I always visit grocery stores when I travel--for me they're mini (or not so mini) museums. The food is fascinating--it's at once all the same and yet so different from what I find back home.
Vancouver is an excellent grocery town. The downtown seems to have markets everywhere you turn. Within two blocks I passed a huge Safeway, a Capers (a Whole Foods affiliate) and a small neighborhood market. The small neighborhood markets pop up every couple blocks, and supply city dwellers with much of their needs. Produce stands line the sidewalks in front, and inside you find a decent, albeit small, selection of most of what you might desire.
The Safeway was much like mine. Well, except at mine they don't sell Riedel glassware, Cuisinart appliances, and Le Creuset cookware on the aisles.
Not to mention 'NoNuts' peanut butter (made with peas, apparently, instead of peanuts). Or jars of duo penotti (a Dutch hazelnut/chocolate spread--a bit like nutella).
Oh--a quick aside. Vancouver is full of Dutch surprises--I stocked up on drop (the salty or not so salty licorice), and they have a chain of Dutch pancake houses (which I've still never visited).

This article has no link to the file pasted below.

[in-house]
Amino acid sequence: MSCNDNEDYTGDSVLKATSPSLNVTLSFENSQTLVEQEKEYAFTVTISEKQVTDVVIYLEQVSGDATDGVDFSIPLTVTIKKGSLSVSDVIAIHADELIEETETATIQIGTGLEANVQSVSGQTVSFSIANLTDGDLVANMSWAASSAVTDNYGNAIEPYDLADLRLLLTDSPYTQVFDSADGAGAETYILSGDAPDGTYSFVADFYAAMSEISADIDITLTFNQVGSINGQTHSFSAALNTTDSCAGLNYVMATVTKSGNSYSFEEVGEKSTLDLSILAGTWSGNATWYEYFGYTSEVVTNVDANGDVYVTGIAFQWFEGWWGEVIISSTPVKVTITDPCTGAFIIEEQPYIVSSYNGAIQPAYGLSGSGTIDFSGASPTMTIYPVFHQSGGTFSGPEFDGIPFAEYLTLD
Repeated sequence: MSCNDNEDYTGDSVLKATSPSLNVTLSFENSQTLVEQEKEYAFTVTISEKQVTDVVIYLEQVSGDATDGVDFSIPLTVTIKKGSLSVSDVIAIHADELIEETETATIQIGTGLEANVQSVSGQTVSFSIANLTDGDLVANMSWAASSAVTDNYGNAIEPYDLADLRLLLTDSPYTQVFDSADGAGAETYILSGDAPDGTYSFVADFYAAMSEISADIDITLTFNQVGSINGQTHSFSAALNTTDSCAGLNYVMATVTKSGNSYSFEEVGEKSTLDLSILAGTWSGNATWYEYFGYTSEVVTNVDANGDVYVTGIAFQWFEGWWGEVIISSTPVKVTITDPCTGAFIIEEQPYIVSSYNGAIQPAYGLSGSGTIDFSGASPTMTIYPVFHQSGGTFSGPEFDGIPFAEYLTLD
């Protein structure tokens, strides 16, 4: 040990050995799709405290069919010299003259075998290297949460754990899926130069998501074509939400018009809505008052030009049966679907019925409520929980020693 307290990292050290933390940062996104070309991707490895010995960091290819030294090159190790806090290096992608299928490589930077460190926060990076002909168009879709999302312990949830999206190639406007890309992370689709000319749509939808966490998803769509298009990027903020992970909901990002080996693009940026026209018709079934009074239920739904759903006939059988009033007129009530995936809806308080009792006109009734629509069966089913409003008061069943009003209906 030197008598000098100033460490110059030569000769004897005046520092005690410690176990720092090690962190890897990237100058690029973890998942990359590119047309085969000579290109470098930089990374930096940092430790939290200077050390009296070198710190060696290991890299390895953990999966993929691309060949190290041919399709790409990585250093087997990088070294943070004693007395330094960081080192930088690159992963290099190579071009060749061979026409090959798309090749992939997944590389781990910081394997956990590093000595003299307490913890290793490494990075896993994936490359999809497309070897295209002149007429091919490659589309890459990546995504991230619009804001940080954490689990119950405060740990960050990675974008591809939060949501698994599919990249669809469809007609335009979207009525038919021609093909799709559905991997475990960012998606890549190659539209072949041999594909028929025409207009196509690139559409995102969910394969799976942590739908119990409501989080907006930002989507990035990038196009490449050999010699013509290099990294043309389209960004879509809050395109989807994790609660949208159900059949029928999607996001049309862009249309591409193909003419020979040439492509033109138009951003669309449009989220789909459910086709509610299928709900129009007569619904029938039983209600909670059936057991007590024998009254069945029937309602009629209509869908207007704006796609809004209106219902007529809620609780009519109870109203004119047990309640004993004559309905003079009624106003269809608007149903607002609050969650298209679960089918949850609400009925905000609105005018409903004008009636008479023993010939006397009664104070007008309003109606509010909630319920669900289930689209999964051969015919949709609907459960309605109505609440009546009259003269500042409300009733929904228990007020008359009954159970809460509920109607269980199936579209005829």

Pavel and I stopped at another grocery store one evening for a box of cookies to have with our tea. One hour later we left with the cookies, and a box of Post Shreddies to take back to our son who lives off cereal and milk between meals. Is cereal a normal gift to bring home?
But we also found a couple oddities (which is why it took an hour to get one box of cookies). For example, these 6 lb. vats of margarine. And they weren't alone--most of the margarines were packed in super-size tubs, at least 3 lb tubs.
And then there was this bag of chips. On closer examination, it's some sort of contest--maybe going on here in the U.S. as well? But who buys a bag of 'unidentified flavor' chips?
Maybe the same person who buys containers of grapples. But I'll write more about those another day.